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Greater campaign information required by bills

UPDATED: Fri., Jan. 12, 2018, 10:46 p.m.

Sen. Mark Mullet, D-Issaquah, takes a phone call at right, Friday, June 30, 2017, after talking with Sen. Andy Billig, D-Spokane, center, and Sen. Jamie Pedersen, D-Seattle, center-left, on the floor of the Senate at the Capitol in Olympia, Wash. Two new bills floated Friday aim to improve transparency in campaign spending. (Ted S. Warren / Associated Press)

OLYMPIA – State residents would know more about parties who spend money for campaign ads under two bills heard by a Senate panel Friday.

One bill aims to improve transparency by preventing people or entities from hiding their contributions behind political action committees. Another tries to close loopholes that can be exploited by contributions to nonprofit organizations.

The first, sponsored by Sen. Andy Billig, D-Spokane, would supplement existing laws that require the top five donors to be listed on political advertisements. Currently, donors can avoid direct reference by giving to political action committees, which pass those funds on to political campaigns. In such cases only the committee is listed on the ad.

Billig said the bill, which would require the top donors to be named, would help support a strong democracy by keeping voters well-informed on who is giving money to the PACs.

“(Entities) move the money from PAC to PAC, until the top five donors are not real entities, but PACs that have meaningless names,” he said. “It blocks the transparency that is so vital for our voters to be informed and for our democracy to be healthy.”

Jan Himebaugh, with the Building Industry Association of Washington, said it would be difficult to track PAC to PAC transfers of money and the additional information could cause space issues on mailings and ads.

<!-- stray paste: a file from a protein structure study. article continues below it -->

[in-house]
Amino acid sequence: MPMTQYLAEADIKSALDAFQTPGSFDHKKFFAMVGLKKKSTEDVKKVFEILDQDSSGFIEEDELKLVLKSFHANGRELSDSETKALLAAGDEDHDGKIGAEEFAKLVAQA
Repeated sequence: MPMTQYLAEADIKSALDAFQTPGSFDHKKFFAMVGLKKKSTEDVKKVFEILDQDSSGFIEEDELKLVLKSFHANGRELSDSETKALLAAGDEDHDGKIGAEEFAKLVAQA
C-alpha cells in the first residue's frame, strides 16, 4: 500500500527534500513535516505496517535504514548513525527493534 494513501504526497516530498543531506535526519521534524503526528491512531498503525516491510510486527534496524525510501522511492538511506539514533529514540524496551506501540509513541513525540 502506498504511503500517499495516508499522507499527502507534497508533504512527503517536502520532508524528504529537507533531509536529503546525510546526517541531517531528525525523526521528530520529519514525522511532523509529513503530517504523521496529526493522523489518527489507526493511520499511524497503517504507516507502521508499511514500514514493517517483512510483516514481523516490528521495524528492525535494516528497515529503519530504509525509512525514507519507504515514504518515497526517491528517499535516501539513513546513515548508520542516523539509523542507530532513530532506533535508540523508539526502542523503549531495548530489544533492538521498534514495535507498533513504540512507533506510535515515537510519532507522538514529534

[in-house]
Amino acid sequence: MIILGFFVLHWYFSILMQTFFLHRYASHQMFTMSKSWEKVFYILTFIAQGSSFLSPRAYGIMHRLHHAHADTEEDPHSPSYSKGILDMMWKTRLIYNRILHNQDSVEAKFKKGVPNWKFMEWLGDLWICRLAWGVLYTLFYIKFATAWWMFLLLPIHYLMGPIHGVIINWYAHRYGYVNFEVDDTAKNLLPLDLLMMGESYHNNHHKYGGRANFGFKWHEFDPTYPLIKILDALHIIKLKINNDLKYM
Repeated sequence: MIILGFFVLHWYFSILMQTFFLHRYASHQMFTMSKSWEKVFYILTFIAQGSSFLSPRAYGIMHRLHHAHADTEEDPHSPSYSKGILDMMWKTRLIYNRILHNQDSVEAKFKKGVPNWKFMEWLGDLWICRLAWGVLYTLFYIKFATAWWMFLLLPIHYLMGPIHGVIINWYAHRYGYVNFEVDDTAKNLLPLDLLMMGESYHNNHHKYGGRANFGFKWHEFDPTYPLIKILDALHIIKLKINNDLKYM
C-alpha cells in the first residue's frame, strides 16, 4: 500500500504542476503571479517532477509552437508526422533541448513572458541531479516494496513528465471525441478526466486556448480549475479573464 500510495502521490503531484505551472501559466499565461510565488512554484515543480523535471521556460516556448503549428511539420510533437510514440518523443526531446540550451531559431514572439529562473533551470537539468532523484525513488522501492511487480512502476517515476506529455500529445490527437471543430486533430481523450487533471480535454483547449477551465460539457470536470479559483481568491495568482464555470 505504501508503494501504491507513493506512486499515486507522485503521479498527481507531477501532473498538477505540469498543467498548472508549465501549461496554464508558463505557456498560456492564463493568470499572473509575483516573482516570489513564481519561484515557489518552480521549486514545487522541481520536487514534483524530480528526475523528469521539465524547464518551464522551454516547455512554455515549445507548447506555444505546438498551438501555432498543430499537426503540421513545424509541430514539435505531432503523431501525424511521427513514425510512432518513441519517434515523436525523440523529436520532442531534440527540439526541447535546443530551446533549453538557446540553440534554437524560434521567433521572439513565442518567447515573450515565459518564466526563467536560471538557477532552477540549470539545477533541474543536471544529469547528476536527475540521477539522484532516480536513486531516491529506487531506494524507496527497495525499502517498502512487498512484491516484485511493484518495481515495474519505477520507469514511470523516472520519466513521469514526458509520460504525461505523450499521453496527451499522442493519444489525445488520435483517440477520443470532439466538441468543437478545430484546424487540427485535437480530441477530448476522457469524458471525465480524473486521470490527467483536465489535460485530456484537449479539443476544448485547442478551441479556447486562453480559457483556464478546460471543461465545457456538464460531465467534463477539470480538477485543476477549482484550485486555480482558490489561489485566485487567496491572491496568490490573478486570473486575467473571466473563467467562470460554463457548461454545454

“We agree that we shouldn’t be graywashing donors,” she said. “However, the (Public Disclosure Commission) website is available and open.”

The BIAW preferred an earlier version of the bill, which had proposed a limit on the funds a PAC can get from one entity to 70 percent of its total, Himebaugh said. But Sen. Sam Hunt, D-Olympia, pointed out that Himebaugh testified against that version when it came up for a hearing last year.

At the time, Himebaugh said the association was concerned about exceeding the 70 percent cap.

Billig said the bill would simply restore the original intent of the law requiring the top five donors to be listed.

“The bill would require the advertisement’s sponsor to look cumulatively at all the bill’s sponsors to the final PAC and list the actual top five donors in the advertisement,” he said.

Separately, the committee approved a bill with new rules for individuals donating to campaigns through non-profit organizations.

Currently, members of nonprofit organizations who support political campaigns can avoid disclosure laws by donating through the nonprofit.

The bill would require nonprofit organizations that set up committees and raise and spend more than $10,000 on campaigns to file reports with the PDC.

Under an amendment approved Friday, nonprofit organizations that set up separate political committees would be required to list their 10 largest contributors who give $10,000 or more.